separable first, second, and third planar, joined members, each member having opposing planar surfaces, wherein the planar surfaces of the second and third members are aligned with each other along a plane approximately perpendicular to the first member, wherein the first member has at least one slot therethrough aligned with the second and third members, wherein the second and third members respectively engage opposite surfaces of the first member and each second and third member has a hook portion extending through the at least one slot to engage the hook portion of the other second and third member in a mutually interconnecting manner to form an aperture; and
a plug positioned in the aperture to hold the second and third members in place.
9. The joint construction and arrangement of claim 8, wherein the hook portions of the second and third members have interlocking, fluted surfaces where they mutually interconnect.
10. The joint construction and arrangement of claim 8, wherein the plug is comprised of a rigid resilient material.
11. The joint construction and arrangement of claim 8, wherein the plug extends beyond the second and third members to support the first member.
12. A joint construction and arrangement, comprising:
separable first, second, and third planar, joined members, each member having opposing planar surfaces, wherein the planar surfaces of the second and third members are aligned with each other along a plane approximately perpendicular to the first member, wherein the first member has at least one slot therethrough aligned with the second and third members, wherein the second and third members respectively engage opposite surfaces of the first member and each second and third member extends through the at least one slot to engage the other second and third member in a mutually interconnecting manner to form an aperture; and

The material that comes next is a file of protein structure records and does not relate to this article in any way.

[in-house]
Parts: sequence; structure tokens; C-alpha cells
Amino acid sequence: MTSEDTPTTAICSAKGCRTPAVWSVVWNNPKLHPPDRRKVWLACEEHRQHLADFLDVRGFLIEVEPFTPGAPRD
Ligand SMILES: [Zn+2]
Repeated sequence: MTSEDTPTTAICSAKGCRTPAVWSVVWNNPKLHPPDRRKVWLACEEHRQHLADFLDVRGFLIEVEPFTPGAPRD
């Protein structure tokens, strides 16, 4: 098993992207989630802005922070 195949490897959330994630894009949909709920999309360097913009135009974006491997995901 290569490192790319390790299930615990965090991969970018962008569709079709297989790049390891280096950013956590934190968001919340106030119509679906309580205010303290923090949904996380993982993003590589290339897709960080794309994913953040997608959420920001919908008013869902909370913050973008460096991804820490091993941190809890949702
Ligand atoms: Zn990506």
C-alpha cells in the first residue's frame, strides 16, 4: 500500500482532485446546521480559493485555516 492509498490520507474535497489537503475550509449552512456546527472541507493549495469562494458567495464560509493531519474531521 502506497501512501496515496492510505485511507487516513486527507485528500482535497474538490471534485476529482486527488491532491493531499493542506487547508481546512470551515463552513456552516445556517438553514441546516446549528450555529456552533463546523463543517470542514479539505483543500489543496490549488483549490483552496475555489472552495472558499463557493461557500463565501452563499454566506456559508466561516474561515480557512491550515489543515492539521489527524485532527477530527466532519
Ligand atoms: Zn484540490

a plug positioned in the aperture to hold the second and third members in place.
13. A joint construction and arrangement, comprising:
separable first, second, and third planar, joined members, each member having opposing planar surfaces, wherein the planar surfaces of the second and third members are aligned with each other along a plane approximately perpendicular to the first member, wherein the first member has at least one slot therethrough aligned with the second and third members, wherein the second and third members respectively engage opposite surfaces of the first member and together have a means extending through the at least one slot for engaging each other in a mutually interconnecting manner; and
a means for holding the second and third members in place.
14. A method for assembling a joint used in assembling furniture, comprising:
(a) providing a first planar member having opposing planar surfaces and having at least one slot therethrough;
(b) providing a second planar member and a third planar member, each having opposing planar surfaces and a hook portion;
(c) aligning the planar surfaces of the second and third members with each other along a plane approximately perpendicular to the first member and with the at least one slot;
(d) engaging opposite surfaces of the first member with the second and third members;
(e) extending the hook portion of each the second and the third members through the at least one slot to engage the hook portion of the other in a mutually interconnecting manner;
(f) providing a plug to hold the second and third members in place; and
(g) inserting the plug between the hook portions of the second and third members.